Jaw Jaw, Not War War | HistoryNet MENU

Jaw Jaw, Not War War

By Richard Brookhiser
February 2018 • American History Magazine

Some American wars have begun with a bang—World War II—others only after long wrangling: the Gulf and Iraq wars.

And some never began, though every ingredient, from latent hostility to bad behavior, was in place. The Lincoln administration, consumed though it was by its death struggle with the Confederacy, nearly took on Britain at the same time. How did the guns not go off?

Bad blood between Britain and America was a living memory in 1861: Winfield Scott, the U.S. Army’s 74-year-old commanding general, started soldiering in the War of 1812.

Britain, proud for having ended slavery in its empire in 1833, might have been expected to back the Union. Sympathy for the underdog, upper-class regard for the hierarchical South, and the need for cotton to feed the textile trade tugged at many Britons.

Bellicose personalities held positions of power in both Washington and London.

William Seward, Abraham Lincoln’s secretary of state, was an expansionist who would buy Alaska and Midway Island and bid on the Danish West Indies. Any would-be imperialist automatically was bound to collide with the Brits, masters of that game. As New York’s governor, Seward had cultivated Irish immigrants; would his friends’ foe be his foe? An assertive and presidentially minded fellow, Seward quickly came to respect and even love Lincoln, but his take-charge habits persisted.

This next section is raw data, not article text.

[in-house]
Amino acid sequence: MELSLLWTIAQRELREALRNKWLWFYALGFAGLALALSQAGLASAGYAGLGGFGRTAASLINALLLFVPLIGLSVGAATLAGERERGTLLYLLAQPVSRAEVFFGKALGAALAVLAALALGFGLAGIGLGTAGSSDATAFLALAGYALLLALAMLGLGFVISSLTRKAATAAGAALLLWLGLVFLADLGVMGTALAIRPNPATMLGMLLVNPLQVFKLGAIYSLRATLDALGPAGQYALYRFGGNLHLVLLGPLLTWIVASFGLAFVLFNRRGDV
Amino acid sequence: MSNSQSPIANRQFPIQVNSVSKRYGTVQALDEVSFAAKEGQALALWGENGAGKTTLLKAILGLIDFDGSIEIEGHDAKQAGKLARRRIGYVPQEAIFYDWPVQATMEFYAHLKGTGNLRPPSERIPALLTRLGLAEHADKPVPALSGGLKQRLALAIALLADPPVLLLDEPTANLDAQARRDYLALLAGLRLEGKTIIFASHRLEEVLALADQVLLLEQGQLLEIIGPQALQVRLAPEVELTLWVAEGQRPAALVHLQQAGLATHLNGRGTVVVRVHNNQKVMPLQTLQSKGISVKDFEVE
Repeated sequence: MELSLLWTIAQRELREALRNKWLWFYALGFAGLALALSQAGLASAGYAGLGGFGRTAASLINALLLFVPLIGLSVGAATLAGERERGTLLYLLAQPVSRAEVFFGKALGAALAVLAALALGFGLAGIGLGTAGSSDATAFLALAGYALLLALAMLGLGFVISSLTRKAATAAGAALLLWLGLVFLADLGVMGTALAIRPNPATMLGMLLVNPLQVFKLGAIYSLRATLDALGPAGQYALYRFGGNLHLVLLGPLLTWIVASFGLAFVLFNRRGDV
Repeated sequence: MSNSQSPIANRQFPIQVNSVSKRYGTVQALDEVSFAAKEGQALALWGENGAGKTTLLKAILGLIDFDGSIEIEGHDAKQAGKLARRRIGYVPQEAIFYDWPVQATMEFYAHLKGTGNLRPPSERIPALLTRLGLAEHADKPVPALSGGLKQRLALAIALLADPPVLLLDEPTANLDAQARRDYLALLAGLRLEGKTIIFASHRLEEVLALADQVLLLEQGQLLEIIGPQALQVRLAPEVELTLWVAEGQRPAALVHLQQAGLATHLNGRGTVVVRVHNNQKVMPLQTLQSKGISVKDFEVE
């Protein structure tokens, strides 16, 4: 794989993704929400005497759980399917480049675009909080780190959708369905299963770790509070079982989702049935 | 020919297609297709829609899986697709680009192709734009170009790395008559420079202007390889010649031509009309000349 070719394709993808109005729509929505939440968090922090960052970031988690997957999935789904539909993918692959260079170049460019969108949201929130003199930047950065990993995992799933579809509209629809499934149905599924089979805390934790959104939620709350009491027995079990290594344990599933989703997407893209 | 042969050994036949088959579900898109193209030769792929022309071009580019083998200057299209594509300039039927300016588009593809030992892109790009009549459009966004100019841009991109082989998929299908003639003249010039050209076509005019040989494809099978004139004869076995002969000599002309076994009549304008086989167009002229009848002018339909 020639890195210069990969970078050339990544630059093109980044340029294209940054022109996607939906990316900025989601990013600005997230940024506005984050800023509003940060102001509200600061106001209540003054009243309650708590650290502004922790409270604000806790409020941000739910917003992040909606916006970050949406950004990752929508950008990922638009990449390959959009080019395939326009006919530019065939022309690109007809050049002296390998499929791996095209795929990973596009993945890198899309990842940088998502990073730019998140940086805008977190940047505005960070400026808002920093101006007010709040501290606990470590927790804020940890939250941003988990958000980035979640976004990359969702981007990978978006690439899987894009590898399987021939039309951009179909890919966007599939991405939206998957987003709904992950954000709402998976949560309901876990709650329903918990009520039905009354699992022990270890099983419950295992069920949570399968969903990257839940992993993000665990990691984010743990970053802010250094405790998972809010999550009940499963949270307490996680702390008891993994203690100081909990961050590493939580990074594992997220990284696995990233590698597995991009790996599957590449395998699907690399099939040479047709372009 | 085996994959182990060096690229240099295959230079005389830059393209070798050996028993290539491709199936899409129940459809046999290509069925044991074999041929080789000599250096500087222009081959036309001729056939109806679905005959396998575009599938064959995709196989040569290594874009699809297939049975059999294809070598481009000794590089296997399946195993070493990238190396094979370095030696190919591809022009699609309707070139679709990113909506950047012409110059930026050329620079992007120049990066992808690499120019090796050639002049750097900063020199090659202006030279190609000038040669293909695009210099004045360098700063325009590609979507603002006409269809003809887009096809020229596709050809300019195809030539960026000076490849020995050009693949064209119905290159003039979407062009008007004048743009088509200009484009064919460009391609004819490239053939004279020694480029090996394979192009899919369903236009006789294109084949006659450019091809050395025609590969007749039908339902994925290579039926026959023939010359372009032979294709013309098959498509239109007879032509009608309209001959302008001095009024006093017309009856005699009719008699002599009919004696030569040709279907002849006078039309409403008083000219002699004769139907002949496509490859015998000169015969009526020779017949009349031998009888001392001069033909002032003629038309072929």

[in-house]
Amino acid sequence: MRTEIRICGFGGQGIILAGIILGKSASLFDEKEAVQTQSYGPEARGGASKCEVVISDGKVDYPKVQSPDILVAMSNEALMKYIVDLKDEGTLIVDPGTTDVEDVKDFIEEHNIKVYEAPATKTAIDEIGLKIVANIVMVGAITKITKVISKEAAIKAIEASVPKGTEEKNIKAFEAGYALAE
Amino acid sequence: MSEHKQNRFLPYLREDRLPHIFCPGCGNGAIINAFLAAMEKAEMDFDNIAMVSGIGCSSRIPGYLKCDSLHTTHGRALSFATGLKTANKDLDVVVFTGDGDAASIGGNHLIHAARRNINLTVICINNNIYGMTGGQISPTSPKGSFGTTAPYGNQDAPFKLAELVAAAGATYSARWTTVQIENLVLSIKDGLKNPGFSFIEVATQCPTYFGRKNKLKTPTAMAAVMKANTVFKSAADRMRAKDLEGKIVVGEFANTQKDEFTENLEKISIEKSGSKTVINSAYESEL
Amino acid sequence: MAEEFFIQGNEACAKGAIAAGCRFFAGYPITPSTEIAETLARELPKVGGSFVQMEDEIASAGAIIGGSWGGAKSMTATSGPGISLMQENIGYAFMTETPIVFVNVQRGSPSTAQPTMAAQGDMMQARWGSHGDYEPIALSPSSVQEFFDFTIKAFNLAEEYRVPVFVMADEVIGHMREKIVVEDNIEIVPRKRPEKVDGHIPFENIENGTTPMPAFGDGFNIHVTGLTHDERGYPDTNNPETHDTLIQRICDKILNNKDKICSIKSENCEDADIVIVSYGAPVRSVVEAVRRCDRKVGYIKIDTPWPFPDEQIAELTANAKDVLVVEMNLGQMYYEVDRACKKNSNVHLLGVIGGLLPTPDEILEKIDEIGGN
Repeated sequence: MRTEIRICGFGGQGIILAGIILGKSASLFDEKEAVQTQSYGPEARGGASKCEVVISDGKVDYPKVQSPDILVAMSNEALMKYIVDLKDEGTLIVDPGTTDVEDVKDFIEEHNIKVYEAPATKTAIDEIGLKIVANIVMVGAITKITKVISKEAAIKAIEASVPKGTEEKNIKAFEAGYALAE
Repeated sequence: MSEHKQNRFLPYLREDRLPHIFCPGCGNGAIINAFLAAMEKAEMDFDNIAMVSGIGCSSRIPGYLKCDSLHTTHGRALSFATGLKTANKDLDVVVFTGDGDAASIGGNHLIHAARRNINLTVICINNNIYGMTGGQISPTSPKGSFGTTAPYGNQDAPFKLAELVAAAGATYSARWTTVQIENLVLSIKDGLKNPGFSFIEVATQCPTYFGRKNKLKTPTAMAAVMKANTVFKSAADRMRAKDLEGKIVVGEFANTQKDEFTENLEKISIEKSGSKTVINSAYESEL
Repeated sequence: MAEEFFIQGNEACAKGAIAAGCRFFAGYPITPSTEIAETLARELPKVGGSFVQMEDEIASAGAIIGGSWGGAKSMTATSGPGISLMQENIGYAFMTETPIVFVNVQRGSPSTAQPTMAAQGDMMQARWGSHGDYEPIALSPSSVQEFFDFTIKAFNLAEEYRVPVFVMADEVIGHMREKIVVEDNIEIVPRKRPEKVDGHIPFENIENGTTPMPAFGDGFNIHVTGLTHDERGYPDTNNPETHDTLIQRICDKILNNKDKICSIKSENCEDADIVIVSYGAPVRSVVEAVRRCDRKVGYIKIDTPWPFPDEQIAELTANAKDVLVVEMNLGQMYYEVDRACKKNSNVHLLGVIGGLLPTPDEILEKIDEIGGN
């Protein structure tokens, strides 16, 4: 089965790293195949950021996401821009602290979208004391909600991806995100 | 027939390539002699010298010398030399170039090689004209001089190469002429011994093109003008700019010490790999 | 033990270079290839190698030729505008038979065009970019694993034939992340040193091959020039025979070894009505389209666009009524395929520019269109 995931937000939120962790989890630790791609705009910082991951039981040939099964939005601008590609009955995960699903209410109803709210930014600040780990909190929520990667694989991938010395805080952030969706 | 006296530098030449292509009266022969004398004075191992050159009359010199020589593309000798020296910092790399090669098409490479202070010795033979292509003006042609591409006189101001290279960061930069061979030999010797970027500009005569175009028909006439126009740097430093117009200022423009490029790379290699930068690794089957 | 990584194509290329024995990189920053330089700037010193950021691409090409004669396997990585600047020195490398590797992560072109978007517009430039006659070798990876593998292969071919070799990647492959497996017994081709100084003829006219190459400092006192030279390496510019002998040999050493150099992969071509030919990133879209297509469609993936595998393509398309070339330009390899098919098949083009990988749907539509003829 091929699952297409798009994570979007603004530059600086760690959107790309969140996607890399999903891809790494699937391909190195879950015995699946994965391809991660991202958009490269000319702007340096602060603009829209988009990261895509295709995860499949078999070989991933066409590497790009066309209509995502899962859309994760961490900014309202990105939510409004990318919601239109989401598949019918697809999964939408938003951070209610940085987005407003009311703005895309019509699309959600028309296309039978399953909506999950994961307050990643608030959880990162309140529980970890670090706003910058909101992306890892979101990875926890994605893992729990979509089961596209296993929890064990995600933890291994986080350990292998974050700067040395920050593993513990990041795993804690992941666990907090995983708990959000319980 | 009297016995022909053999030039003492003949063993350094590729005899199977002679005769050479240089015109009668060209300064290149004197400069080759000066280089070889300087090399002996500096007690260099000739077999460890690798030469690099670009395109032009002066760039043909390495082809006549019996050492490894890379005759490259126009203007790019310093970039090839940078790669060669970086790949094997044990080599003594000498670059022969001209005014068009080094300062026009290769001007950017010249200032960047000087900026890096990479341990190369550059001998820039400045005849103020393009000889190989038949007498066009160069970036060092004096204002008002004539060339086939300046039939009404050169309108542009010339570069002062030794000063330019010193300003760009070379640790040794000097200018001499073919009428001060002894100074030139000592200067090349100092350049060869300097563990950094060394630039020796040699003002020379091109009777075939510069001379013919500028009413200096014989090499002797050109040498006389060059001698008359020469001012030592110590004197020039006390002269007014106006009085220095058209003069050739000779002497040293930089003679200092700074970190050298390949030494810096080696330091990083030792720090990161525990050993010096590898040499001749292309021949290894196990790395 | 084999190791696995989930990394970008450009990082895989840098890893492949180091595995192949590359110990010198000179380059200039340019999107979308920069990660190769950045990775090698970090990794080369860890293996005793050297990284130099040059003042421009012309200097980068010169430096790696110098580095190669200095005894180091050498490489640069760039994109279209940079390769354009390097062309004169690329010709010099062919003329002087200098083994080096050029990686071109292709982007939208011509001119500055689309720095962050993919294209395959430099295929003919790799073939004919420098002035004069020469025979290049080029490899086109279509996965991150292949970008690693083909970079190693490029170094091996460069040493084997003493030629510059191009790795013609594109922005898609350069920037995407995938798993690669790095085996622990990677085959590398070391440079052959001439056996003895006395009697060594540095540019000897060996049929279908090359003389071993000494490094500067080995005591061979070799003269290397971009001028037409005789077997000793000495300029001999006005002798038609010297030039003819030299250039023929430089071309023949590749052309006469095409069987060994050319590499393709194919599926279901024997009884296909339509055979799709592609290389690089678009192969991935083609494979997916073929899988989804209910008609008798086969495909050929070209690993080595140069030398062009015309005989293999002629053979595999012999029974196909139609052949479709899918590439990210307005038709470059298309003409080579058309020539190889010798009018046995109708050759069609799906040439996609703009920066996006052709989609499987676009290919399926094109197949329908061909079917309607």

Britain’s Prime Minister Henry Temple, the Viscount Palmerston, was, if anything, more brash. His sharp elbows and occasional blunders moved foreign countries, the House of Lords, and Queen Victoria herself to complain. Henry Adams, son of Lincoln’s minister to Britain, Charles Francis Adams, wrote that Palmerston “could no more resist scoring a point in diplomacy than in whist.”

Seward struck first, on April 1, 1861, before Fort Sumter fell. In a memo blandly headed, “Some thoughts for the President’s consideration,” Seward proposed to solidify the Union by picking quarrels with Spain, France, Russia, and Britain, “to rouse a vigorous continental spirit of independence.” Lincoln nixed that scheme. In May, Seward floated another. Britain had declared neutrality, allowing Confederate vessels to resupply—but not arm—at British ports. Seward wanted Charles Francis Adams to warn the Foreign Office that if Britain meddled in American affairs “we shall cease to be friends and become once more, as we have twice before been forced to be, enemies…” Lincoln revised Seward’s note before sending a version to Adams, who dialed down the language more in delivering the message.

An incident at sea gave the two countries something to quarrel about. In November 1861 the frigate USS San Jacinto, cruising in the Bahama Channel, stopped a British mail boat, the Trent, with Confederate diplomats James Mason and John Slidell aboard. Union sailors seized the men, carrying them to Boston Harbor to be imprisoned. This unfriendly act dumbfounded Britain—nations at peace do not wantonly board each other’s ships—and Palmerston wrote a sharp note meant for Seward. To that draft Prince Albert, Victoria’s husband, dying of typhoid, added language hinting that the seizure had not been official policy. Lincoln and Seward took the proffered out. In January 1862 the two Confederates were put aboard a second British mail ship.